Philia is love without romantic attraction and is the affectionate love you experience in friendships. It is a platonic love between equals. There is trust, ease, respect and deep care between the people experiencing it.
Storge – Familiar love
Storge is like philia but there is a family (or kinship) bond. From this bond arises a natural and instinctive love which may be considered genetically pre-determined. This love is not necessarily between “equals,” but it may be. It encompasses different familial configurations such as parent-child love and sibling love.
Philautia – Self-love
Philautia is self-love. Contrary to popular misconceptions self-love is not arrogant, egotistical or selfish and the ancient Greeks knew this even back then. Self-love refers to a healthy and balanced view of self which is necessary for self-esteem. Self-love requires you to treat yourself with philia – like you would a dear friend. At its heart is an understanding you are no more important, and no less important, than anyone else and deserve to be treated with kindness and respect – starting with the treatment of yourself. Self-love forms a foundation for giving love to, and receiving love from, others.
Love for your fellow human beings
Agape – Unconditional love of all
Agape is unconditional love for your fellow human beings. It is a selfless and universal love that sees all of humanity as worthy of love, even in the face of difficulty, struggle and unwanted behaviours. This type of love seeks to forgive and accept and forms the basis of many spiritual traditions and practices. It is considered the highest form of love and the most difficult to cultivate and maintain.
Comparing the different types of love
There is some overlap between Buddhism’s 3 types of love and the Ancient Greek’s 8 types of love. Philia is similar to affectionate love and storge could be likened to cherishing love although the Buddhists encourage us to practice developing cherishing love for a broader circle than just our family circle. Agape and wishing love seem to share the same roots in universal love but that is where the similarities end.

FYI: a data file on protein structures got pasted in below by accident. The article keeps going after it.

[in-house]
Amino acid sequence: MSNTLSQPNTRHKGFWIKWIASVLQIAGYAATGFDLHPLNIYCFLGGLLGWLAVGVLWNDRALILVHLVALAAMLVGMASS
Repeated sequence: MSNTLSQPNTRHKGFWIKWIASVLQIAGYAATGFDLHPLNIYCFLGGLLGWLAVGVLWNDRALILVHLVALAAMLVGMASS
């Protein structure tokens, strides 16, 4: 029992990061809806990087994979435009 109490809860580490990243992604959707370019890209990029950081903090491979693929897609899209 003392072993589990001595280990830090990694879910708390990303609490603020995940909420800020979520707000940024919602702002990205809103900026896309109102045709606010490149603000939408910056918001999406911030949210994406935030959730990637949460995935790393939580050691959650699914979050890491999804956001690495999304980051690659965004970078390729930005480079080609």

Clearly some types of love as the Greeks saw it would not be considered love at all by the Buddhists. Ludus, eros and mania, certainly not. In Buddhist terms these would not be considered love but would be thought of as attachment, a mistaken view that we can experience happiness by getting the things we want in the way we want them. Attachment cannot remain at peace when things are outside our control or do not meet our expectations.
Love can take many forms and regardless of the type of love you seek and experience in your life remember that love is ultimately a healthy state. Love is the basis from which our potential may grow. Love provides a space of care and attention which prioritizes support and encouragement. When we feel loved, we are encouraged to act from the best parts of ourselves more easily. We feel content with ourselves and what we can offer to the world. We are more accepting of ourselves and others and more considerate in our interactions. We act in ways which are connected and humane.
You know deep down what love is. Choose to foster love, encourage love and act from a space of love whenever you can. Walk away from that which leads you further from love and graciously let it go when it’s not healthy. Invest in learning more about love so that you can have more of it and then action what you have learnt to make the world a more loving place.